One morning during my medical residency many years ago, one of the senior doctors pulled me aside after rounds, as was his routine, to review the status of patients in the intensive care unit. A few had single-organ failure — their lungs weren't doing well, or their hearts weren't beating efficiently. A few struggled with double-organ failure. But the majority of patients were battling multisystem organ failure, and their prognoses were not good.
"People can survive one organ system failing and even two," the senior doctor said to me after we were finished. "But when that third one goes ..."
He leaned forward and looked me in the eye. "Three strikes, and the game is over."
That remark came to mind recently when I thought about the crisis in primary care and President-elect Barack Obama's plans to make health care accessible to all.
Primary care is delivered in a variety of settings by a variety of professionals, including nurses and physicians' assistances, but it is anchored by family-practice doctors, general internists, pediatricians and, for many women, gynecologists. As the nation's front-line doctors, primary care physicians address everything from chronic diseases, like diabetes, heart disease and high blood pressure, to more acute conditions, like pneumonias, intractable flus and potentially cancerous masses and lumps.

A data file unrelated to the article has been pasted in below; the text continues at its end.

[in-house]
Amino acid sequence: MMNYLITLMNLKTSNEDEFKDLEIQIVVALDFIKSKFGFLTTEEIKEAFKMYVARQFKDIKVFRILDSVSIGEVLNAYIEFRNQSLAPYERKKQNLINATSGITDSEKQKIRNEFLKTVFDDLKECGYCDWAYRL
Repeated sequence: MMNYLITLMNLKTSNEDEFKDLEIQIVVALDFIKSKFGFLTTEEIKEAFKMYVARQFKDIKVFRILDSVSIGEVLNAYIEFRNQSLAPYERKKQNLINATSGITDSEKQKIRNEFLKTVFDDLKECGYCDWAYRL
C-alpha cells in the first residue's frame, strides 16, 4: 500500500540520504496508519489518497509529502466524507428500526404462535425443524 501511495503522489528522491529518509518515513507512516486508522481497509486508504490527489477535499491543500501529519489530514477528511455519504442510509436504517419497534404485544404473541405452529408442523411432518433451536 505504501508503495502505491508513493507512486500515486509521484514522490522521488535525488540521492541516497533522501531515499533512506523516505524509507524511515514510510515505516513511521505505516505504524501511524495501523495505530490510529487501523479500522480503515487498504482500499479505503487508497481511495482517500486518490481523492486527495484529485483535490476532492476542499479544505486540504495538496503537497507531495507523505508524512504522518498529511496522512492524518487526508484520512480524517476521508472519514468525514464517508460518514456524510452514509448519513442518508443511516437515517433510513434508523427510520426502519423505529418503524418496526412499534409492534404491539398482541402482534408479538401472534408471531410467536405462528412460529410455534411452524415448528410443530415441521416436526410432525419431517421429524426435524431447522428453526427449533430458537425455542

While their initial work in diagnosis often sets the trajectory of care for a patient, they also manage long-term conditions, guard the public's health and advocate preventive care measures. For many patients, too, primary care doctors are invaluable guides through the maze of health care options and specialists.
In the last several months there have been reports in medical journals about an impending shortage of primary care physicians. This spring in the health policy journal Health Affairs, researchers at the University of Missouri-Columbia and the federal Department of Health and Human Services published a study that projected a generalist physician shortage of 35,000 to 44,000 by the year 2025. The researchers based their figures on current physician usage patterns and did not take into account increases that might occur because of rising access to health care.
The news got worse in September, when The Journal of the American Medical Association published a study showing that just 2 percent of graduating medical students are choosing to enter general internal medicine. The students surveyed were concerned in part by what they perceived to be a more difficult personal and professional lifestyle, compared with other fields. They felt that the paperwork and charting required of primary care physicians were more onerous, and they were not eager to care for the chronically ill in a health care system that focuses on acute care.
The potentially devastating public health implications of both of these reports rippled out into the medical community. Last month in an official statement, the American Medical Association vowed to support financial incentives for medical students who choose to go into primary care.